Rep. Couture bill to help Medicaid-eligible kids with chronic conditions access care soars through Senate unanimously

The Washington state Senate has passed a bill from Rep. Travis Couture, R-Allyn, that will improve health care for thousands of Washington’s Medicaid-eligible kids with medically complex conditions.

“All session, I have been laser-focused on protecting and improving the lives of Washington children, and this bill will do that for these kids with chronic health issues,” said Couture.” I am excited to see this bill pass both chambers unanimously to help these families and these children get the care they need.”

In a 2016 report, the American Academy of Pediatrics (AAP) described children with medical complexity as those with “significant chronic health problems that affect multiple organ systems and result in functional limitations, high health care need or utilization, and often the need for or use of medical technology.”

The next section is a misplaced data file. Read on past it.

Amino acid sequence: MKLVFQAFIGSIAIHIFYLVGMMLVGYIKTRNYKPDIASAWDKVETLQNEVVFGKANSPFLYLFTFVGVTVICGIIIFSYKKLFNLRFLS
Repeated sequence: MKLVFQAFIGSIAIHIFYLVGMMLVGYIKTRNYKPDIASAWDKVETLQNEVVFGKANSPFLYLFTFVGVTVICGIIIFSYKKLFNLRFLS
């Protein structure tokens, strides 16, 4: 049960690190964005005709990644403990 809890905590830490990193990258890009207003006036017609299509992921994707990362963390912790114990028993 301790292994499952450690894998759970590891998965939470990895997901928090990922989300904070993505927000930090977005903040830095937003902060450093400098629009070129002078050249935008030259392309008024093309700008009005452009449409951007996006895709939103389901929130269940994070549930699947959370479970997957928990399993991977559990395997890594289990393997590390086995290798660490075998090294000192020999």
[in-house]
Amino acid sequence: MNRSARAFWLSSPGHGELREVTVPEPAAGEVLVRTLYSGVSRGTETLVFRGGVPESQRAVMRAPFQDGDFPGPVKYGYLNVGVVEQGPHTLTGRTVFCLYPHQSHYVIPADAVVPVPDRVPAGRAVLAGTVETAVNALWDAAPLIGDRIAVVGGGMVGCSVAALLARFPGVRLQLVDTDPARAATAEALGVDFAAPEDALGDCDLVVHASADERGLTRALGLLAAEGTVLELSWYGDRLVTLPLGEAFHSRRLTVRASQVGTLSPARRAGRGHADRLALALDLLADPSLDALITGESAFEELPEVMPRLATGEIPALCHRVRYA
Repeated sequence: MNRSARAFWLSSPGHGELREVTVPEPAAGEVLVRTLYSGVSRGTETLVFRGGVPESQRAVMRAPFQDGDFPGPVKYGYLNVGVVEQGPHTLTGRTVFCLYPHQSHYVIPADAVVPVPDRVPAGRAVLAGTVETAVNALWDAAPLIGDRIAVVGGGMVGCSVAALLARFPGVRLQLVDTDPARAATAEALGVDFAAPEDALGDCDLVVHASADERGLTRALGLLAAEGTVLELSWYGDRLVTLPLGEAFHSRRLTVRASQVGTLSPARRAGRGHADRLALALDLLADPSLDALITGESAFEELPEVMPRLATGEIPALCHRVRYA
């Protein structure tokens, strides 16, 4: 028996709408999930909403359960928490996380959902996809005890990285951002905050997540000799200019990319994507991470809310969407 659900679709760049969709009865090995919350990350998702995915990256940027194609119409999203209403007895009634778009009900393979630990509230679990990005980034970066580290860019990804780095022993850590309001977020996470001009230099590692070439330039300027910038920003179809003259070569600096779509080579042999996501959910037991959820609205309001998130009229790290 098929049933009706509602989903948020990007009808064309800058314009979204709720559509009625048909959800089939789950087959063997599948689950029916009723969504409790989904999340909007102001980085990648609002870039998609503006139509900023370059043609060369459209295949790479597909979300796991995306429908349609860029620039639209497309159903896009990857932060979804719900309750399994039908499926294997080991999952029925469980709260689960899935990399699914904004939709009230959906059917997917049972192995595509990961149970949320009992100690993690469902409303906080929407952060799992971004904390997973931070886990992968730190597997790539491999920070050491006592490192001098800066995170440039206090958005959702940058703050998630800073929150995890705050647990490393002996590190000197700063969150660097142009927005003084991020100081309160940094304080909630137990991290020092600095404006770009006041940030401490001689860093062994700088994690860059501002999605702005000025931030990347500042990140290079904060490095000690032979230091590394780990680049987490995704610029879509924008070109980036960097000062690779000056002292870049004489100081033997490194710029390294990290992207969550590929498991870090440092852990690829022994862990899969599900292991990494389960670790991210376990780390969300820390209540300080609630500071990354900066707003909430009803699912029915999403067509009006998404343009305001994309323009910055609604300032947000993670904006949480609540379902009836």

The AAP noted that addressing these children’s needs would require optimizing care within the medical home and neighborhood.

That was the motivation behind the Advancing Care for Exceptional (ACE) Kids Act, which was passed by Congress in 2019. The law creates a new state Medicaid option to provide coordinated care for children with medically complex conditions through health homes that are more responsive to the needs of this population than traditional health homes, where care involves multiple providers and services across various specialties and health care settings.

States must apply to the Centers for Medicare and Medicaid Services (CMS) to offer the ACE option to families.

Couture’s House Bill 1941 directs the state Health Care Authority (HCA) to develop a state plan amendment so that Washington can apply to implement ACE Kids.

The initial benefit of this program is expected to have a ripple effect, sparking collaboration between states, children’s hospitals and community providers to expand access to patient-centered, pediatric-focused health homes while standardizing data collection and implementing quality improvements.

The program’s improved care coordination and implementation are expected to improve care for kids across many providers, help keep them out of hospitals, and provide care closer to home whenever possible.

The result is improved health and happiness of children with complex care needs and their loved ones. It will also drive down Medicaid spending by reducing unnecessary or avoidable care. States implementing ACE Kids are also eligible for an enhanced federal Medicaid match to help support the program. 


Washington State House Republican Communications